Is the Board Increasing the Organization’s Risk of Criminal and Civil Penalties?

That’s the provocative title of the Health Care Compliance Association’s Audit & Compliance Committee Conference, scheduled for May 20–21, 2010 in New York City.

According to HCCA, “in the current enhanced enforcement environment, a board member’s responsibilities don’t end with due care.  If a compliance failure occurs, the organization’s penalties could be substantially higher if the board can’t demonstrate that it is knowledgeable about the content and operation of the compliance and ethics program.”

Conference topics include:

  • The fundamentals of healthcare accounting and compliance
  • Key healthcare compliance risk areas
  • Tax exemption challenges
  • Building an effective relationship with internal audits
  • Compliance risk assessments
  • Crisis management

For information, go the Great Boards website or to or call 888-580-8373.

You can also find summary of new compliance requirements for tax-exempt hospitals, prepared by the law firm of Hogan & Hartson, on the firm’s website.

Spring Issue of Great Boards is Available

The spring issue of the Great Boards newsletter is available on the Great Boards website.  Here’s a summary:

The Board’s Role in Compensation Oversight for Employed Physicians

In August, 2009, Covenant Medical Center of Waterloo, Iowa, agreed to pay $4.5 million to settle allegations of healthcare fraud arising from its financial relationships with five employed physicians.  The Covenant case has drawn increasing attention to how hospitals should determine appropriate compensation for employed physicians, and how hospital boards should oversee physician compensation.  We consulted an expert, Dan Grauman, president & CEO of DGA Partners of Philadelphia.  DGA’s consultants help healthcare organizations and their legal counsel to document and determine fair market value of physician compensation, and to structure equitable compensation for employed physicians.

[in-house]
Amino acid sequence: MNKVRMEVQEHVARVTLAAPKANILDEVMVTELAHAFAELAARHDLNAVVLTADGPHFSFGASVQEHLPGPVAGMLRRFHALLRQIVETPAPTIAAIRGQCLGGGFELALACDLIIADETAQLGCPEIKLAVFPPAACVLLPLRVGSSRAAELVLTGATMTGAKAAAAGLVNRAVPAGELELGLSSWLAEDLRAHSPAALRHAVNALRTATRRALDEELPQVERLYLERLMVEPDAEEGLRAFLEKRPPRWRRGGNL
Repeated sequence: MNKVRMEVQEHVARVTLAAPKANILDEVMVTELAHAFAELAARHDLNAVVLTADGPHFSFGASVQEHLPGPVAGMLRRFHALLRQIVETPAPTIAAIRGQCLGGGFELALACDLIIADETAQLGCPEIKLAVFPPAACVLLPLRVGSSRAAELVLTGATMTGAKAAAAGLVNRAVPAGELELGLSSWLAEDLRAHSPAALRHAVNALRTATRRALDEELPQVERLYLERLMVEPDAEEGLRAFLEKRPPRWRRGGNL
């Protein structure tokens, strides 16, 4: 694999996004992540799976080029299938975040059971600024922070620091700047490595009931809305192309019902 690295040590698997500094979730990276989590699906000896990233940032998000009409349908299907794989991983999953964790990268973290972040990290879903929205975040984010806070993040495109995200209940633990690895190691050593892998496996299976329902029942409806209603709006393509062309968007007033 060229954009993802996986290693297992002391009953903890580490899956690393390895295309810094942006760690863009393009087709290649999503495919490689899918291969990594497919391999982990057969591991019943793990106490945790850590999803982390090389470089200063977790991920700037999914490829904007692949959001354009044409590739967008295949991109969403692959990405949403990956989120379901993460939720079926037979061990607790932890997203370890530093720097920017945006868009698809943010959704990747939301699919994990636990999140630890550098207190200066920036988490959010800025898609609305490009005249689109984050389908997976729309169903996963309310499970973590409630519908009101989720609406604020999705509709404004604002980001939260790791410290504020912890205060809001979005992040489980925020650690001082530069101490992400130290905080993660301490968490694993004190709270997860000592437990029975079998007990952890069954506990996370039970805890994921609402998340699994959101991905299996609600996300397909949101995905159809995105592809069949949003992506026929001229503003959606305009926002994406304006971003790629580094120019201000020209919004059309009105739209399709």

“Boards should consider forming Physician Compensation Committees,” says Grauman. “They need to develop a physician compensation policy, including specific guidelines on the process of determining appropriate compensation for each and every physician.  The committee should also set policies pertaining to the actual physician compensation models, in terms of mechanisms used to compute compensation. Once the board committee has developed guidelines and standards, they should be reviewed annually for consistency with fair market value.  If certain physicians appear to be paid more than fair market value, the committee should ask whether there are reasons that explain these anomalies, or else require plans to correct the situation.”

Applying Sarbanes Oxley to the Board’s Quality Oversight Role

Could applying key elements of Sarbanes-Oxley to hospital boards’ responsibility for oversight of clinical quality improve the board’s effectiveness? The idea has merit, argues David B. Nash, MD, MD, Dean, Jefferson School of Population Health and an expert on quality who has chaired a large health system’s board quality committee.

In this commentary, Barry Bader draws on Nash’s suggestion and offers eight SOX-styled practices that could enhance board oversight of quality.  Food for thought.

Focusing Boards on the Right Quality Measures

Hospital and health system boards are being overwhelmed by a multitude of quality indicators.  Some liken the situation to the biblical Tower of Babel.

Great Boards editor Elaine Zablocki interviews leaders about how they are rethinking the most important quality measures for boards to review.  Among the major themes she’s hearing are these:

  1. Boards are replacing narrow measures with indexes and “big dots,” such as severity-adjusted system-wide mortality, designed to capture a great deal of information in a single number.
  2. Measures are more specifically linked to the strategic plan. The largest health systems are defining system-wide areas of quality focus, while also encouraging regions and hospitals to develop independent plans and metrics for specific improvements within those areas.
  3. Increased emphasis is being placed on reducing preventable injuries and deaths.
  4. Boards are asking for quality measures to be displayed in more powerful dashboard formats that combine increased information with a simpler graphic format.

Download the new issue of Great Boards now.